Sorry for writing so much. My understanding was that you wanted details. (I also have a tendency [1] to write a lot.)

Hoping you are safe and well in these troubling times,

– SamR

Postscript: I was saddened to discover that when I reread my early posting on diversity, I had not acknowledged neurodiversity. What was I thinking? More precisely, why wasn’t I thinking? I may need to write a new version of that musing.

Postscript: As I said in the introduction, it turns out that I had already written two musings about these issues. I don’t like to let my work go unnoticed, so I also sent a follow-up message to the student.

Dear Student,

Just in case my earlier message was not long enough, I thought I’d pass along two ’blog posts I made a few years ago about diversity in CS at Grinnell which provide a bit more information that may be of use.

The first, available at discusses some of my underlying philosophy about diversity in computing, a philosophy much of with is shared with the department.

The second, available at, provides a bit more detail on some of the initiatives I mentioned in my earlier letter. I am sad to report that we are not doing as well at building and maintaining gender diversity as we were at that time. I think the change has to do with external factors, rather than internal, but I am not sure. In any case, we still have much to do.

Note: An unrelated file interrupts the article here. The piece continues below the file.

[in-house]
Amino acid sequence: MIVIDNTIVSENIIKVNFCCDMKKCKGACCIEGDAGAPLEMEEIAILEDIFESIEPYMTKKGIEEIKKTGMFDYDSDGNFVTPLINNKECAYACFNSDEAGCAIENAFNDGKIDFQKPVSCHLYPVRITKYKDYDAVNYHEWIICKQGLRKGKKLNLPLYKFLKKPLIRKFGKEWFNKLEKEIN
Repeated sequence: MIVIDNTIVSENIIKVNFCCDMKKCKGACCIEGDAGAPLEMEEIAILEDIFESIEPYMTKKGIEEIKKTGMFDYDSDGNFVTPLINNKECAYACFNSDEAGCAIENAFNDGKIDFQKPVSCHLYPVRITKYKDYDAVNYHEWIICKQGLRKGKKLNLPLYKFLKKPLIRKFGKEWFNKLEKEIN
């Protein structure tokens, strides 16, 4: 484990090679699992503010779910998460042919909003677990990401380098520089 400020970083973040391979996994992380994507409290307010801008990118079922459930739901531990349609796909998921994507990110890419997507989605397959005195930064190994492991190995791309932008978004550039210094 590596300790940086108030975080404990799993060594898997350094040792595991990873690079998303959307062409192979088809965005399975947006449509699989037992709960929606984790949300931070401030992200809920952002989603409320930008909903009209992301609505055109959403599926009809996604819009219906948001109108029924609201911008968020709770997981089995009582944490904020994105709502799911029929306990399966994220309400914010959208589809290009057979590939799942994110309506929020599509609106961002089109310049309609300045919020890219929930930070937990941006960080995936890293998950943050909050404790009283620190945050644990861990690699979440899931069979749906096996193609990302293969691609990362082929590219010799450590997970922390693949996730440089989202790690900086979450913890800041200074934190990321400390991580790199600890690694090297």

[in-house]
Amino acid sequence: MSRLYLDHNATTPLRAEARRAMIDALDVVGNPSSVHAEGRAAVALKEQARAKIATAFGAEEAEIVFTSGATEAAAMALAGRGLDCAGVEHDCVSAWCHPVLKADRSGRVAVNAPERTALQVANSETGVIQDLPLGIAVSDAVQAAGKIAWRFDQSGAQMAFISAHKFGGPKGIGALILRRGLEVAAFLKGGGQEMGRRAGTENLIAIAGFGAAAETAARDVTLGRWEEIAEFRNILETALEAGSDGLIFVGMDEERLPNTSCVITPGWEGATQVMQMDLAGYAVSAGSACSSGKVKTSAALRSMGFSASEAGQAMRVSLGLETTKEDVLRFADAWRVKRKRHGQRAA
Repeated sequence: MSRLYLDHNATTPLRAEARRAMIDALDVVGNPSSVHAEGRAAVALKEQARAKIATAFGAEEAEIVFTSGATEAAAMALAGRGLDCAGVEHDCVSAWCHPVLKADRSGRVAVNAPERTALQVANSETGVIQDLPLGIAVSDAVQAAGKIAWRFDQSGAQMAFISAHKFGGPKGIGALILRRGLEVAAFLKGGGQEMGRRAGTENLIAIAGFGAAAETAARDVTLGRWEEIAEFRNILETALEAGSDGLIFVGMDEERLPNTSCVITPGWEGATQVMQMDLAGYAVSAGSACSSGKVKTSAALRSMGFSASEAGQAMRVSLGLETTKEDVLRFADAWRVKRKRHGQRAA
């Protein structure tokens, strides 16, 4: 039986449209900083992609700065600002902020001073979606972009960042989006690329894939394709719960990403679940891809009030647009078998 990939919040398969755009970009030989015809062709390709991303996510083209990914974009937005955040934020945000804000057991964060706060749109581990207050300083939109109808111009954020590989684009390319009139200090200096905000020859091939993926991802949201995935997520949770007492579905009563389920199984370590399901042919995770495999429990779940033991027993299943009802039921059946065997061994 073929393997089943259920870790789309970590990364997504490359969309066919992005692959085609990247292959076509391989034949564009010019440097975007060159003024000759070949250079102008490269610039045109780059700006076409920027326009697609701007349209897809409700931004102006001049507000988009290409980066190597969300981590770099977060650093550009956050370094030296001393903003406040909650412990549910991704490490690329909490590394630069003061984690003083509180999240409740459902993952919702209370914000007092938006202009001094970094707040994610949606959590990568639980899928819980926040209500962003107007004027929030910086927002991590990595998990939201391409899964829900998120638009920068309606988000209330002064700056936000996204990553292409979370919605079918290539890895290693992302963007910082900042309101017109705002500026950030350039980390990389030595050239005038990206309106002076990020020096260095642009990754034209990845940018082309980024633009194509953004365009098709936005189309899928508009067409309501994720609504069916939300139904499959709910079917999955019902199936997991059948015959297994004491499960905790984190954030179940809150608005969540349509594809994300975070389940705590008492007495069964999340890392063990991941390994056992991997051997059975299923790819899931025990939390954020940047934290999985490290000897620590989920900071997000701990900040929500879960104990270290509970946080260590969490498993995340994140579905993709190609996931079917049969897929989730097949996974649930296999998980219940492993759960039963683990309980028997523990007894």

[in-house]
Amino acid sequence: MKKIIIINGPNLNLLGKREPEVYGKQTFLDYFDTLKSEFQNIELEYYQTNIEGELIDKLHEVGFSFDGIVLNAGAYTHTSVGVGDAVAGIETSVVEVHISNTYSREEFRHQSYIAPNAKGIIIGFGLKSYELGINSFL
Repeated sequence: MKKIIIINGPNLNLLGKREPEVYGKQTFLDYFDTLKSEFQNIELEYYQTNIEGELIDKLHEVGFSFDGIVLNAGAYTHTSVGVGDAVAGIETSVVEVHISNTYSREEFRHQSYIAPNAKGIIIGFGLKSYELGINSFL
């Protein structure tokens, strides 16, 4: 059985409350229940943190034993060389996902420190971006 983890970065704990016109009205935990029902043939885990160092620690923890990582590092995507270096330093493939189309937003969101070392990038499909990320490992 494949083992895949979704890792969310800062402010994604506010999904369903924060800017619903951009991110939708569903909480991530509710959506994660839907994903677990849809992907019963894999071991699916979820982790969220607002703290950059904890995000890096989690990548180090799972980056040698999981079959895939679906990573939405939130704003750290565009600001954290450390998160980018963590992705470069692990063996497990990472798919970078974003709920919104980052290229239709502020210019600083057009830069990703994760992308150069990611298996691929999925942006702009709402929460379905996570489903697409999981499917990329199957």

As I said, I look forward to the opportunity to chat with you.

Be well and take care,

– SamR

[1] I wrote have a tendency when I could have written tend. I think that says it all.

[2] I’ve made a few edits as I turned it into musing form. Perhaps I should have made those edits before sending the message. Perhaps I should have spell checked. Oh well, that’s how things go.

[3] And perhaps even keeping it coherent.

[4] Those were essays #63 and #67, written more than three years ago. It’s nice to be reminded that writing about these issues was an early priority.

[5] Yes, I used their name. Now I’m wondering if I should follow a colleague’s model and refer to the student as Scholar [Last Name].

[6] We were running themed intros long before Klawe made this statement. We are often a leader in these kinds of activities.

[7] That applies to any student reading this musing. Or at least any Grinnell CS student reading this musing.

[8] If readers of this musing care to donate, we’d appreciate it.

Version 1.0 of 2020-05-03.